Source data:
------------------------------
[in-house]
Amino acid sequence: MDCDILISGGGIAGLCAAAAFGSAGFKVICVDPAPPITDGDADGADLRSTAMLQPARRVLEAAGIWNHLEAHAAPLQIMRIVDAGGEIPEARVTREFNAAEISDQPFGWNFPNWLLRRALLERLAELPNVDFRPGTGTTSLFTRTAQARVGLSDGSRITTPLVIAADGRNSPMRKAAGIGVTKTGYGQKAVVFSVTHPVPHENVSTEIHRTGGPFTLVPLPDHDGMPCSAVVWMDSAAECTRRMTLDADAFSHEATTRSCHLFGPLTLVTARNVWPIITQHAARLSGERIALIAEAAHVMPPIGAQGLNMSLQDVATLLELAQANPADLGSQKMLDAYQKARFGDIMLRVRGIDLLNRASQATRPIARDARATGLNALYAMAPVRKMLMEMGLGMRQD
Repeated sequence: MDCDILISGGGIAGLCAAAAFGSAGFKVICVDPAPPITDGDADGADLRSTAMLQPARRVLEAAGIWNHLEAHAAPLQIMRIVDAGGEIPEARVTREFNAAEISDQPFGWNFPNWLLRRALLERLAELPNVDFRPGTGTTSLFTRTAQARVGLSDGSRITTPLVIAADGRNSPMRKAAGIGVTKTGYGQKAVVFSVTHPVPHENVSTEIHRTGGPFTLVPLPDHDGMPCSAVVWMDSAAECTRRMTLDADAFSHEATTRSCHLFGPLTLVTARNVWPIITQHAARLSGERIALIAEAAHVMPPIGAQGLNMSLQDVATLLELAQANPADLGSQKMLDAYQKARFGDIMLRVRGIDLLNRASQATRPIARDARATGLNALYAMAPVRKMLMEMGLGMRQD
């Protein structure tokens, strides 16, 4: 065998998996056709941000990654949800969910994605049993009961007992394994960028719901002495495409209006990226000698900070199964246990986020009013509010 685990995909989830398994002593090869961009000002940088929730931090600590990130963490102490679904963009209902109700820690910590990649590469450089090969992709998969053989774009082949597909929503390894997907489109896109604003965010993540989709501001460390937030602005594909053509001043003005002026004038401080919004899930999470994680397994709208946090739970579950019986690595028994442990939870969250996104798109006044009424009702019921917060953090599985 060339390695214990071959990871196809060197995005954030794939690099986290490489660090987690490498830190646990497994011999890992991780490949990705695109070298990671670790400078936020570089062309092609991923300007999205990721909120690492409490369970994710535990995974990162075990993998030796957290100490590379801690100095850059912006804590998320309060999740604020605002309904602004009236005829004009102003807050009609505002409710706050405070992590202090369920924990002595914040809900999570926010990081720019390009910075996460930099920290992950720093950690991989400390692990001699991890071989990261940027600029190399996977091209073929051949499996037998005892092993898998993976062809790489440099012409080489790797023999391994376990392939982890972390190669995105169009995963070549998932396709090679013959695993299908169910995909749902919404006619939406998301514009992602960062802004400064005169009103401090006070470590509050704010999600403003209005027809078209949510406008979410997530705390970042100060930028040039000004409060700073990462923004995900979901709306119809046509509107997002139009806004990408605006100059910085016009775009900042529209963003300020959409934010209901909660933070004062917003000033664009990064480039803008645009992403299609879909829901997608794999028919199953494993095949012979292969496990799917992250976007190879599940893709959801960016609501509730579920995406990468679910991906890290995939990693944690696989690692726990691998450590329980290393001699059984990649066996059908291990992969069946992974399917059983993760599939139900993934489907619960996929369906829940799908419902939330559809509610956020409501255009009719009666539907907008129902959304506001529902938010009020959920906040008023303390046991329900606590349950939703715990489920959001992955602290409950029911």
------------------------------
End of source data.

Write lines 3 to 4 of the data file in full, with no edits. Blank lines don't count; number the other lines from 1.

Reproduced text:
Repeated sequence: MDCDILISGGGIAGLCAAAAFGSAGFKVICVDPAPPITDGDADGADLRSTAMLQPARRVLEAAGIWNHLEAHAAPLQIMRIVDAGGEIPEARVTREFNAAEISDQPFGWNFPNWLLRRALLERLAELPNVDFRPGTGTTSLFTRTAQARVGLSDGSRITTPLVIAADGRNSPMRKAAGIGVTKTGYGQKAVVFSVTHPVPHENVSTEIHRTGGPFTLVPLPDHDGMPCSAVVWMDSAAECTRRMTLDADAFSHEATTRSCHLFGPLTLVTARNVWPIITQHAARLSGERIALIAEAAHVMPPIGAQGLNMSLQDVATLLELAQANPADLGSQKMLDAYQKARFGDIMLRVRGIDLLNRASQATRPIARDARATGLNALYAMAPVRKMLMEMGLGMRQD
């Protein structure tokens, strides 16, 4: 065998998996056709941000990654949800969910994605049993009961007992394994960028719901002495495409209006990226000698900070199964246990986020009013509010 685990995909989830398994002593090869961009000002940088929730931090600590990130963490102490679904963009209902109700820690910590990649590469450089090969992709998969053989774009082949597909929503390894997907489109896109604003965010993540989709501001460390937030602005594909053509001043003005002026004038401080919004899930999470994680397994709208946090739970579950019986690595028994442990939870969250996104798109006044009424009702019921917060953090599985 060339390695214990071959990871196809060197995005954030794939690099986290490489660090987690490498830190646990497994011999890992991780490949990705695109070298990671670790400078936020570089062309092609991923300007999205990721909120690492409490369970994710535990995974990162075990993998030796957290100490590379801690100095850059912006804590998320309060999740604020605002309904602004009236005829004009102003807050009609505002409710706050405070992590202090369920924990002595914040809900999570926010990081720019390009910075996460930099920290992950720093950690991989400390692990001699991890071989990261940027600029190399996977091209073929051949499996037998005892092993898998993976062809790489440099012409080489790797023999391994376990392939982890972390190669995105169009995963070549998932396709090679013959695993299908169910995909749902919404006619939406998301514009992602960062802004400064005169009103401090006070470590509050704010999600403003209005027809078209949510406008979410997530705390970042100060930028040039000004409060700073990462923004995900979901709306119809046509509107997002139009806004990408605006100059910085016009775009900042529209963003300020959409934010209901909660933070004062917003000033664009990064480039803008645009992403299609879909829901997608794999028919199953494993095949012979292969496990799917992250976007190879599940893709959801960016609501509730579920995406990468679910991906890290995939990693944690696989690692726990691998450590329980290393001699059984990649066996059908291990992969069946992974399917059983993760599939139900993934489907619960996929369906829940799908419902939330559809509610956020409501255009009719009666539907907008129902959304506001529902938010009020959920906040008023303390046991329900606590349950939703715990489920959001992955602290409950029911």